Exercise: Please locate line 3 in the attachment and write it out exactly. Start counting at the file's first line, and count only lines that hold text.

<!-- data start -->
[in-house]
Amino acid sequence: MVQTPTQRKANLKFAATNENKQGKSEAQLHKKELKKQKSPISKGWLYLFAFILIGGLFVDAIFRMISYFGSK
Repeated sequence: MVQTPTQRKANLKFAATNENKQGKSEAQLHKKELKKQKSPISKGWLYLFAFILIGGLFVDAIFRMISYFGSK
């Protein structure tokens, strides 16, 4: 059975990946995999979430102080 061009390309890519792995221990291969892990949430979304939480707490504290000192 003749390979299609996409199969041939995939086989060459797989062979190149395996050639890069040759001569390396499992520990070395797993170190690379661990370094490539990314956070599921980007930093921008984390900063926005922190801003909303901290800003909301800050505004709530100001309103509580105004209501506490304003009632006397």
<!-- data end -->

Repeated sequence: MVQTPTQRKANLKFAATNENKQGKSEAQLHKKELKKQKSPISKGWLYLFAFILIGGLFVDAIFRMISYFGSK